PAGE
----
It’s difficult not to enjoy driving the Bentley Flying Spur. Throw in a serious Naim sound system, and it is almost impossible. But, naturally, we want to be sure.
If you’re spending £168,300 on a car, you’d be mad not to add the Naim for Bentley premium audio system, which adds a relatively measly £6595 to the cost of this model. In truth, we would have said that before we’d relaxed back into the leather seat and turned the system on. But that’s just us – and the impeccable pedigree these companies have for creating excellent in-car entertainment. Need any more convincing?
Naim and Bentley have been in partnership since 2008, during which time in-car technology has come a long way. Inside this monster of a motor, there are now 21 speakers, each with its own amplification, making for 2200W of total power. The system gives you complete control over the sound inside the car, from sound modes to adjustment of the sweet spot, not to mention the more rudimentary controls.
Nine balanced mode radiators (BMR) form the heart of the system, with two rear surrounds, one in each door, and three across the front of the dash. Active bass enhanced seats can be enjoyed by those in the front, pumping bass right into your bones, while everyone else benefits from the bass speakers and tweeters dotted carefully around the rest of the interior.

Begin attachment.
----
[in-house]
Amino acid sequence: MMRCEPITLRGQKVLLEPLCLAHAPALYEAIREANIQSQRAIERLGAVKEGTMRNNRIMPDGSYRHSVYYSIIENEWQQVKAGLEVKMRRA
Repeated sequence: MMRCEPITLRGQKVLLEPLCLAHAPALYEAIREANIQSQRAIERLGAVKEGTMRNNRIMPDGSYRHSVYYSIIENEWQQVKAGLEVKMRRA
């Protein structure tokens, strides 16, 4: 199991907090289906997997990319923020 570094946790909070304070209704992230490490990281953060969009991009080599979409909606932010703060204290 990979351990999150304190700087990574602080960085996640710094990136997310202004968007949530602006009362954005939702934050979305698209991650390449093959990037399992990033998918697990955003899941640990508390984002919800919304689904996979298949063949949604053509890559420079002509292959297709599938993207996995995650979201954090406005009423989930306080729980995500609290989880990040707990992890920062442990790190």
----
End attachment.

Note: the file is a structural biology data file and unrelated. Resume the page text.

The quality of the design and installation means all those speakers sink seamlessly into the interior rather than stick out unnecessarily. When your eyes do meet the drivers, you’ll be impressed by the intricate attention to detail; from the understated Naim badging, to the contrast stitching and even the patterned holes in the speaker grille.
Bentley offers plenty of ways to personalise your Flying Spur (£168,300), so it’s worth pointing out that our review model features the Extreme Silver paintwork and has both the First Edition (£37,300) and Blackline specifications (£3550), the Naim for Bentley premium audio system (£6595) and rear-seat entertainment with maps (£5775). Yep, it’s not cheap.